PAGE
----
I’m currently visiting Dubai, a beautiful and fascinating place. A few days ago, a group of us decided to visit the cocktail lounge in the Burj al Arab, which advertises itself as the world’s only seven-star hotel.
It is shrouded in mystique. In order to get in, you need to make reservations, adhere to a dress code, and spend at least 275 dirhams (roughly $83) per person on food and drink. The reservation receipt—also required to get in—said that photography was strictly prohibited.
With that kind of Beverly Hills exclusivity, the Burj al Arab experience must be something elusive and special, right? Not exactly. True, the hotel is gorgeous, located on its own island, with 15-foot-high fish tanks, mosaic floors, and a stunning interior. But the seven-star claim is a gimmick, and here’s why:
-Mediocre service. When our car arrived, porters opened the car doors for us, but then stood back in a cluster. Nobody greeted us, welcomed us, or opened the hotel doors for us. If the place was truly seven stars, someone would have been shining our shoes. The Lonely Planet guide claims that the porters—who are mostly immigrants—adhere strictly to their orders because breaking rules could mean getting fired. Someone showed these guys the ropes, but didn’t inform them that seven stars means adaptable, personalized service. So they open car doors, but shy away from opening hotel doors for you. It’s a part of their template.
-Dirty dishes. It’s true. Two of our dishes came with thin layers of crust on them. This is expected at a motel, but a seven-star hotel?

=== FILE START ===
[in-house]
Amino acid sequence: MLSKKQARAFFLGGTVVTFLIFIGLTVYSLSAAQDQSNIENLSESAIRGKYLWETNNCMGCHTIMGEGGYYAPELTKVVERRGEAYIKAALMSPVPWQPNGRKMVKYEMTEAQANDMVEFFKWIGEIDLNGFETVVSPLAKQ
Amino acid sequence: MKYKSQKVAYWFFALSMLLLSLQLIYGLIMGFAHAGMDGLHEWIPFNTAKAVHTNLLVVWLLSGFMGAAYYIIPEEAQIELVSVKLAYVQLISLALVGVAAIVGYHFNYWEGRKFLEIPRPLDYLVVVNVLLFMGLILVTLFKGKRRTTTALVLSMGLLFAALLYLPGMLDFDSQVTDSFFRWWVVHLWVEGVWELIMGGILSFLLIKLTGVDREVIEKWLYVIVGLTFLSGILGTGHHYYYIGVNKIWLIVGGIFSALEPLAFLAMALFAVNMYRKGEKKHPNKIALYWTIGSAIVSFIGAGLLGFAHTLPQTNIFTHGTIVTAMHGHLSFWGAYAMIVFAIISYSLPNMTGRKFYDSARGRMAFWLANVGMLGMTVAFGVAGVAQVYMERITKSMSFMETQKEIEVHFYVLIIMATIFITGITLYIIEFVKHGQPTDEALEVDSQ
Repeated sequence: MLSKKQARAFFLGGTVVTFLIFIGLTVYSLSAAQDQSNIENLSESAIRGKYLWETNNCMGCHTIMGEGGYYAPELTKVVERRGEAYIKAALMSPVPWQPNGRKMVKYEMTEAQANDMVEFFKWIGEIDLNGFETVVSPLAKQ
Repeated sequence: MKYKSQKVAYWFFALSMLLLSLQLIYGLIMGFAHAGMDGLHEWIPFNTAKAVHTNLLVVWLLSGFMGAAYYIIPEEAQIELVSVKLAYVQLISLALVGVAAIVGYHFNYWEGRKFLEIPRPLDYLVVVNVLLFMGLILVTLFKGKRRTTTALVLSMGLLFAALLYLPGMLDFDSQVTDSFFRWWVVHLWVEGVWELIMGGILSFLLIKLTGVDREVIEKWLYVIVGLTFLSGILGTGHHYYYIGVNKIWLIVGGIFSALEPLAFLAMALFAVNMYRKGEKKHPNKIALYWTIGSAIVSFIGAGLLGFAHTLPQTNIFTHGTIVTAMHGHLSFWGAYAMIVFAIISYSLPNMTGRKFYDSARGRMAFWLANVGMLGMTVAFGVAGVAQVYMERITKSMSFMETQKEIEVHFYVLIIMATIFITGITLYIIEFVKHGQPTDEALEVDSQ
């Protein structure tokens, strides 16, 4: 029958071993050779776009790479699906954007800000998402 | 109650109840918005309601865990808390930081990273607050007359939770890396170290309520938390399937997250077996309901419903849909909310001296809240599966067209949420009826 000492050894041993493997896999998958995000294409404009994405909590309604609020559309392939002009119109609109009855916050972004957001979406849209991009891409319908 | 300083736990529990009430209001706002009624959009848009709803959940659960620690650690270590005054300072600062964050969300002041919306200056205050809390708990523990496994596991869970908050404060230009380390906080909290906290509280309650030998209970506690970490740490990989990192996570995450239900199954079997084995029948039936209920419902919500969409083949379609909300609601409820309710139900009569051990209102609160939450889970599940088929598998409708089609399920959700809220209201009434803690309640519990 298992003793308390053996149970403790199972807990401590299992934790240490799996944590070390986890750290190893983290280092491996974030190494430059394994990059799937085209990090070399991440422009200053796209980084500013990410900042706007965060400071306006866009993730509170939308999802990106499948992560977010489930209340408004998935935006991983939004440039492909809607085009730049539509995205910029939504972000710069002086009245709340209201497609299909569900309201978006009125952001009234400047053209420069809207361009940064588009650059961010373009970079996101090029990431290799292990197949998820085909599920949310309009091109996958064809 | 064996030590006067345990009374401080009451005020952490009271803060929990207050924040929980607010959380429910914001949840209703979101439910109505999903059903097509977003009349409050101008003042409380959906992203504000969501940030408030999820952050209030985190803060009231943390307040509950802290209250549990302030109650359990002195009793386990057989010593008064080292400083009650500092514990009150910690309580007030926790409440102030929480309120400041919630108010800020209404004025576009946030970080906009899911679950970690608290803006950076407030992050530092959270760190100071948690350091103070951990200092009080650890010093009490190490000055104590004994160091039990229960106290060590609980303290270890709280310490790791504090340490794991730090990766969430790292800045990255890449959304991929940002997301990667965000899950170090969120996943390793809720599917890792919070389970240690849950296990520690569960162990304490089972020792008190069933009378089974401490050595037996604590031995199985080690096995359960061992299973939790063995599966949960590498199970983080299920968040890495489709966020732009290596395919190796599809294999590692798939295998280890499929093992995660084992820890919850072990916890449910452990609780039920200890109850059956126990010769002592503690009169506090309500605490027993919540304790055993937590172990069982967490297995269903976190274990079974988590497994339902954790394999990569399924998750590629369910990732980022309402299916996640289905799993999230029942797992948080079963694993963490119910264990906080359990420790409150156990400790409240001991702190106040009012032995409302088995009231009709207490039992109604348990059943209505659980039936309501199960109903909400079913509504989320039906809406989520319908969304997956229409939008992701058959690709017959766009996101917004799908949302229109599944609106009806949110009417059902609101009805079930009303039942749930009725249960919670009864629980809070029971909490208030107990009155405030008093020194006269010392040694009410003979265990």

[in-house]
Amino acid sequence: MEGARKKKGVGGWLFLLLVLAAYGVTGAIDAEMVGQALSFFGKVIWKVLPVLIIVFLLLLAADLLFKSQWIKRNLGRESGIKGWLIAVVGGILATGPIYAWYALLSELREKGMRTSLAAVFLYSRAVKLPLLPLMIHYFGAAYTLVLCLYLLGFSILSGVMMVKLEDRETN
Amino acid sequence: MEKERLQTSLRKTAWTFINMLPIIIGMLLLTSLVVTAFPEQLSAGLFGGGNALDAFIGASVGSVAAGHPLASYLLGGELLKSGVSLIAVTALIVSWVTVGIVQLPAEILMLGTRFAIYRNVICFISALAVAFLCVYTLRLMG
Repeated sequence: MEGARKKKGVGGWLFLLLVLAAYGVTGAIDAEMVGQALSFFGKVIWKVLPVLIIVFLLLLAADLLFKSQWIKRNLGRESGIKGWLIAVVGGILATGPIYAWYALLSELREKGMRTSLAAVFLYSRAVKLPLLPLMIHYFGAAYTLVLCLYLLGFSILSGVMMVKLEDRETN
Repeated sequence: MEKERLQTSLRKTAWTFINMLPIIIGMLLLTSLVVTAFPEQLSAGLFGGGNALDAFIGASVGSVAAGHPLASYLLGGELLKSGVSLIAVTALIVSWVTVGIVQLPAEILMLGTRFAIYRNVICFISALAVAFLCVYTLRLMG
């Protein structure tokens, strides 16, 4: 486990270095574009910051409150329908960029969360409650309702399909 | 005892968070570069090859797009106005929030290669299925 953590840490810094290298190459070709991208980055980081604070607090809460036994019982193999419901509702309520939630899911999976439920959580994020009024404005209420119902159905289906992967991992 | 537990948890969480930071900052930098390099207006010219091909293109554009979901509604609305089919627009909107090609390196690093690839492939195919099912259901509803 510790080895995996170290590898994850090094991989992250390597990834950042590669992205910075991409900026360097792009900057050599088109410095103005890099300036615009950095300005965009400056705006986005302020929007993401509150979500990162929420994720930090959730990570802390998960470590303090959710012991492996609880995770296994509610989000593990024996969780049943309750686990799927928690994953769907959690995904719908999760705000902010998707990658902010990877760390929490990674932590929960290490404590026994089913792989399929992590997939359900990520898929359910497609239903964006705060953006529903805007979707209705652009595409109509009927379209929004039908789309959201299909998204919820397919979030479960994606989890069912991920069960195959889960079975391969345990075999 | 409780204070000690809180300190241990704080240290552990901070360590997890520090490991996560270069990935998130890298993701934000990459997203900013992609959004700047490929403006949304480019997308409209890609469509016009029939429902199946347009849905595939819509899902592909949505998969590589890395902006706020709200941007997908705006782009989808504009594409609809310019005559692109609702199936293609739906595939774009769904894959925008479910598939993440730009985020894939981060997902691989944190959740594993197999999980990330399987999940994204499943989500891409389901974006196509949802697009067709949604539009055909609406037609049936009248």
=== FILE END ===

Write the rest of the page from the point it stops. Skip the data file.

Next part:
-The top-floor bar is something you could find in Las Vegas. And Las Vegas doesn’t have any seven-star hotels. It’s fun, and classy enough, with incredible views of the city, fabric doilies, chrome trash cans, red leather couches, and ice buckets the glowed soft blue neon. But fun features are standard at many cosmopolitan hotels. The service was good, but not excellent. The setting was crowded. The drinks were creative and tasty, but, save for the ones containing absinthe and other exotic liquors, not terribly exclusive.
That alone is enough nudge the hotel back down to six (who came up with anything more than five stars, anyway?) A seven-star hotel should have only the most exclusive treatment for people visiting any of their establishments–not just hotel guests.
The Burj al Arab, stunning though the interior and building are, is a four-star hotel masquerading as something deserving more. Its exclusive location, barriers to entry (price, reservations, dress codes, etc.), status as a Dubai landmark, and unique rating disguise the type of service and interior you could find in many other well-to-do major city. Perhaps guests have a different experience, but I feel safe concluding that its seven stars are a gimmick.